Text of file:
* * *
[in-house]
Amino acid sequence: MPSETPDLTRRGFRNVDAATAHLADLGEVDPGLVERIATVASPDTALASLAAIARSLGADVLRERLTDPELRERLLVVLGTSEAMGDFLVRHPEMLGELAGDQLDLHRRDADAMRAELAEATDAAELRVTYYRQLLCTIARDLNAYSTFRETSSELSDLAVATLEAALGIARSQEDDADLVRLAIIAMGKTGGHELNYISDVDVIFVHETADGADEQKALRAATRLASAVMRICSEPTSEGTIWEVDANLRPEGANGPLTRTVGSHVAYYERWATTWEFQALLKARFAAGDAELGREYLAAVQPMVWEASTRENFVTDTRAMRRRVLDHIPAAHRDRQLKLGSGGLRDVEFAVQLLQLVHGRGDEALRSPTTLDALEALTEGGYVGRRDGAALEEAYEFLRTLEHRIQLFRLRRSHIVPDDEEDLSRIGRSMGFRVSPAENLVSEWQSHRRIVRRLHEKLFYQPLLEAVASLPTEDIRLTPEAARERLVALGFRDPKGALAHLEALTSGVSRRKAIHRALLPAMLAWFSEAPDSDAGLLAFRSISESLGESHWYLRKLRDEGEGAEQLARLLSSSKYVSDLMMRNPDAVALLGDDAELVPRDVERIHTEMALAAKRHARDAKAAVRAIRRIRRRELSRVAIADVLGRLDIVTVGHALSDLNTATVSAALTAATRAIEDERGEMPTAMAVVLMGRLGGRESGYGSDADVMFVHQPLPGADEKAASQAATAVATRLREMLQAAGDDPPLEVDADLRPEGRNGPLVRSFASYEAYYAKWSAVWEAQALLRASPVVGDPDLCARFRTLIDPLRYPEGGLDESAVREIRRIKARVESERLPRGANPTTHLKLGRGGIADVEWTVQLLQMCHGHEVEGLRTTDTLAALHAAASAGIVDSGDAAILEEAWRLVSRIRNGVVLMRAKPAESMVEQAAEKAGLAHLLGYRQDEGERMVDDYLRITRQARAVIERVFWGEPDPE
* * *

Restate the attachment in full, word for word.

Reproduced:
[in-house]
Amino acid sequence: MPSETPDLTRRGFRNVDAATAHLADLGEVDPGLVERIATVASPDTALASLAAIARSLGADVLRERLTDPELRERLLVVLGTSEAMGDFLVRHPEMLGELAGDQLDLHRRDADAMRAELAEATDAAELRVTYYRQLLCTIARDLNAYSTFRETSSELSDLAVATLEAALGIARSQEDDADLVRLAIIAMGKTGGHELNYISDVDVIFVHETADGADEQKALRAATRLASAVMRICSEPTSEGTIWEVDANLRPEGANGPLTRTVGSHVAYYERWATTWEFQALLKARFAAGDAELGREYLAAVQPMVWEASTRENFVTDTRAMRRRVLDHIPAAHRDRQLKLGSGGLRDVEFAVQLLQLVHGRGDEALRSPTTLDALEALTEGGYVGRRDGAALEEAYEFLRTLEHRIQLFRLRRSHIVPDDEEDLSRIGRSMGFRVSPAENLVSEWQSHRRIVRRLHEKLFYQPLLEAVASLPTEDIRLTPEAARERLVALGFRDPKGALAHLEALTSGVSRRKAIHRALLPAMLAWFSEAPDSDAGLLAFRSISESLGESHWYLRKLRDEGEGAEQLARLLSSSKYVSDLMMRNPDAVALLGDDAELVPRDVERIHTEMALAAKRHARDAKAAVRAIRRIRRRELSRVAIADVLGRLDIVTVGHALSDLNTATVSAALTAATRAIEDERGEMPTAMAVVLMGRLGGRESGYGSDADVMFVHQPLPGADEKAASQAATAVATRLREMLQAAGDDPPLEVDADLRPEGRNGPLVRSFASYEAYYAKWSAVWEAQALLRASPVVGDPDLCARFRTLIDPLRYPEGGLDESAVREIRRIKARVESERLPRGANPTTHLKLGRGGIADVEWTVQLLQMCHGHEVEGLRTTDTLAALHAAASAGIVDSGDAAILEEAWRLVSRIRNGVVLMRAKPAESMVEQAAEKAGLAHLLGYRQDEGERMVDDYLRITRQARAVIERVFWGEPDPE